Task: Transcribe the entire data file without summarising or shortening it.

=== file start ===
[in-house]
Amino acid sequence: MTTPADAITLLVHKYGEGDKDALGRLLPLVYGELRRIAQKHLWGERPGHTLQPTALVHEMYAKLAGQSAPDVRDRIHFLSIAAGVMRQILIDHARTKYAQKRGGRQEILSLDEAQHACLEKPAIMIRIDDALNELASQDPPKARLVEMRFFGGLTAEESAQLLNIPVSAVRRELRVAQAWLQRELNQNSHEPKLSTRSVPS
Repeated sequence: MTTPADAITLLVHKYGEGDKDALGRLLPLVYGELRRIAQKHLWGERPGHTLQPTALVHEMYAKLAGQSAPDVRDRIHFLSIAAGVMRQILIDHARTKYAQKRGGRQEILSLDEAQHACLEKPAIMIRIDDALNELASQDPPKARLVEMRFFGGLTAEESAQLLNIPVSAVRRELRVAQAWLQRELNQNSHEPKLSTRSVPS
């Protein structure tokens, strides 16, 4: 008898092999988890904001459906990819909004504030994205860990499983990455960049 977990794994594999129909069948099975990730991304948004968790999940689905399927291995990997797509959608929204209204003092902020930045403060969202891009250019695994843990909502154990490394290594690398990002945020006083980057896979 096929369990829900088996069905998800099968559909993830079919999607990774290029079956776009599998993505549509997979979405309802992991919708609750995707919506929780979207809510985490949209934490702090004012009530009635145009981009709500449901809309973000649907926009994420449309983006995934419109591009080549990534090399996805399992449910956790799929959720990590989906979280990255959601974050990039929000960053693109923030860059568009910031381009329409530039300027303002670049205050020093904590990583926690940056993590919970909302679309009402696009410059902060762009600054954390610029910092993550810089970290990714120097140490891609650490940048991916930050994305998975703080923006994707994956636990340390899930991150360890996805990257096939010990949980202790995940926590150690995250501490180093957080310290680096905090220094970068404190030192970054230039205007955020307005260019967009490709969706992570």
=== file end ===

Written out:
[in-house]
Amino acid sequence: MTTPADAITLLVHKYGEGDKDALGRLLPLVYGELRRIAQKHLWGERPGHTLQPTALVHEMYAKLAGQSAPDVRDRIHFLSIAAGVMRQILIDHARTKYAQKRGGRQEILSLDEAQHACLEKPAIMIRIDDALNELASQDPPKARLVEMRFFGGLTAEESAQLLNIPVSAVRRELRVAQAWLQRELNQNSHEPKLSTRSVPS
Repeated sequence: MTTPADAITLLVHKYGEGDKDALGRLLPLVYGELRRIAQKHLWGERPGHTLQPTALVHEMYAKLAGQSAPDVRDRIHFLSIAAGVMRQILIDHARTKYAQKRGGRQEILSLDEAQHACLEKPAIMIRIDDALNELASQDPPKARLVEMRFFGGLTAEESAQLLNIPVSAVRRELRVAQAWLQRELNQNSHEPKLSTRSVPS
């Protein structure tokens, strides 16, 4: 008898092999988890904001459906990819909004504030994205860990499983990455960049 977990794994594999129909069948099975990730991304948004968790999940689905399927291995990997797509959608929204209204003092902020930045403060969202891009250019695994843990909502154990490394290594690398990002945020006083980057896979 096929369990829900088996069905998800099968559909993830079919999607990774290029079956776009599998993505549509997979979405309802992991919708609750995707919506929780979207809510985490949209934490702090004012009530009635145009981009709500449901809309973000649907926009994420449309983006995934419109591009080549990534090399996805399992449910956790799929959720990590989906979280990255959601974050990039929000960053693109923030860059568009910031381009329409530039300027303002670049205050020093904590990583926690940056993590919970909302679309009402696009410059902060762009600054954390610029910092993550810089970290990714120097140490891609650490940048991916930050994305998975703080923006994707994956636990340390899930991150360890996805990257096939010990949980202790995940926590150690995250501490180093957080310290680096905090220094970068404190030192970054230039205007955020307005260019967009490709969706992570």